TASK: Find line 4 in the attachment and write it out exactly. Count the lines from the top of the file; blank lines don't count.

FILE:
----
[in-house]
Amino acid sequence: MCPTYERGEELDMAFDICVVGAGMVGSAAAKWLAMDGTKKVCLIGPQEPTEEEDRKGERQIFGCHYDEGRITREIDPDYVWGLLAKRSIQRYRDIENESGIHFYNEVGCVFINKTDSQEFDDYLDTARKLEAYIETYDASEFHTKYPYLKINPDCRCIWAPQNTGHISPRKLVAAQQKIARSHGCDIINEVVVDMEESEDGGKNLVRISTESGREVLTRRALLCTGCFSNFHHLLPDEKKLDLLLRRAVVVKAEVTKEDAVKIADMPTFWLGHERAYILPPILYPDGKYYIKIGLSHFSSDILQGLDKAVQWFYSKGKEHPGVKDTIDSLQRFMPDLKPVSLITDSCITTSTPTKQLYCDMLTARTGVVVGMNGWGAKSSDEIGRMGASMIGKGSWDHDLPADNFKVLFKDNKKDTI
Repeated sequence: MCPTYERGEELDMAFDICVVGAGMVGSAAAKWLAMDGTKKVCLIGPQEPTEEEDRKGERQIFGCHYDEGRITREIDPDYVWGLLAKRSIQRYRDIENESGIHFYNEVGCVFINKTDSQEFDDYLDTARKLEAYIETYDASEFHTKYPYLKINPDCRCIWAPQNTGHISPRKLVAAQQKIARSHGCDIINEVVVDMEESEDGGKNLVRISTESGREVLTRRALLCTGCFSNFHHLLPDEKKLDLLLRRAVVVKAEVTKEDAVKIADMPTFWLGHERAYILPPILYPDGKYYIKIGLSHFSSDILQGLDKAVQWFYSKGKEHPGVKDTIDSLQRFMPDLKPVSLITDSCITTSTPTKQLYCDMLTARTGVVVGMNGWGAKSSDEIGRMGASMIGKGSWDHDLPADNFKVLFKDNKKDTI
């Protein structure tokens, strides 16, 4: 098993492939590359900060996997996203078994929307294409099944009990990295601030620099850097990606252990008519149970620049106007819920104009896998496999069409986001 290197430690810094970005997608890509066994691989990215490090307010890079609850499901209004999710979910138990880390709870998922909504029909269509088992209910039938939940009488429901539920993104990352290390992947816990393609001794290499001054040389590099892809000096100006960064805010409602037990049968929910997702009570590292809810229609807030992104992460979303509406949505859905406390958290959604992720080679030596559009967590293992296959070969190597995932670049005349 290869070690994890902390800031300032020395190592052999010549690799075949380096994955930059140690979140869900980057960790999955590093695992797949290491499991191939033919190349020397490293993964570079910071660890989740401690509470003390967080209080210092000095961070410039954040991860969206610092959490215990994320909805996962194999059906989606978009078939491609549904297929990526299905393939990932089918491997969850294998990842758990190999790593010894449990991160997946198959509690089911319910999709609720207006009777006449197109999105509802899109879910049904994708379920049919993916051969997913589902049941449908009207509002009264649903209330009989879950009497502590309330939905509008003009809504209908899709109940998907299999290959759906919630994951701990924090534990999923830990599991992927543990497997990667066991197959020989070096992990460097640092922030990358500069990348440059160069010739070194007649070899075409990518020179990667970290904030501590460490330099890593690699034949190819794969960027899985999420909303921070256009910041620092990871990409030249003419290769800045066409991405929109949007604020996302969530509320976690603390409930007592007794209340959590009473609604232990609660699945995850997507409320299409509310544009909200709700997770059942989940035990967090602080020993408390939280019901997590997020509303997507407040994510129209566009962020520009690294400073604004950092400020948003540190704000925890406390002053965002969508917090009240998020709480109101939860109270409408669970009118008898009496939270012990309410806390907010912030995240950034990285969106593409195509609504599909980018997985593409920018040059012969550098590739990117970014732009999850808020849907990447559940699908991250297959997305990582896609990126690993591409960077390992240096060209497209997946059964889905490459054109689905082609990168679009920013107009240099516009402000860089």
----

């Protein structure tokens, strides 16, 4: 098993492939590359900060996997996203078994929307294409099944009990990295601030620099850097990606252990008519149970620049106007819920104009896998496999069409986001 290197430690810094970005997608890509066994691989990215490090307010890079609850499901209004999710979910138990880390709870998922909504029909269509088992209910039938939940009488429901539920993104990352290390992947816990393609001794290499001054040389590099892809000096100006960064805010409602037990049968929910997702009570590292809810229609807030992104992460979303509406949505859905406390958290959604992720080679030596559009967590293992296959070969190597995932670049005349 290869070690994890902390800031300032020395190592052999010549690799075949380096994955930059140690979140869900980057960790999955590093695992797949290491499991191939033919190349020397490293993964570079910071660890989740401690509470003390967080209080210092000095961070410039954040991860969206610092959490215990994320909805996962194999059906989606978009078939491609549904297929990526299905393939990932089918491997969850294998990842758990190999790593010894449990991160997946198959509690089911319910999709609720207006009777006449197109999105509802899109879910049904994708379920049919993916051969997913589902049941449908009207509002009264649903209330009989879950009497502590309330939905509008003009809504209908899709109940998907299999290959759906919630994951701990924090534990999923830990599991992927543990497997990667066991197959020989070096992990460097640092922030990358500069990348440059160069010739070194007649070899075409990518020179990667970290904030501590460490330099890593690699034949190819794969960027899985999420909303921070256009910041620092990871990409030249003419290769800045066409991405929109949007604020996302969530509320976690603390409930007592007794209340959590009473609604232990609660699945995850997507409320299409509310544009909200709700997770059942989940035990967090602080020993408390939280019901997590997020509303997507407040994510129209566009962020520009690294400073604004950092400020948003540190704000925890406390002053965002969508917090009240998020709480109101939860109270409408669970009118008898009496939270012990309410806390907010912030995240950034990285969106593409195509609504599909980018997985593409920018040059012969550098590739990117970014732009999850808020849907990447559940699908991250297959997305990582896609990126690993591409960077390992240096060209497209997946059964889905490459054109689905082609990168679009920013107009240099516009402000860089």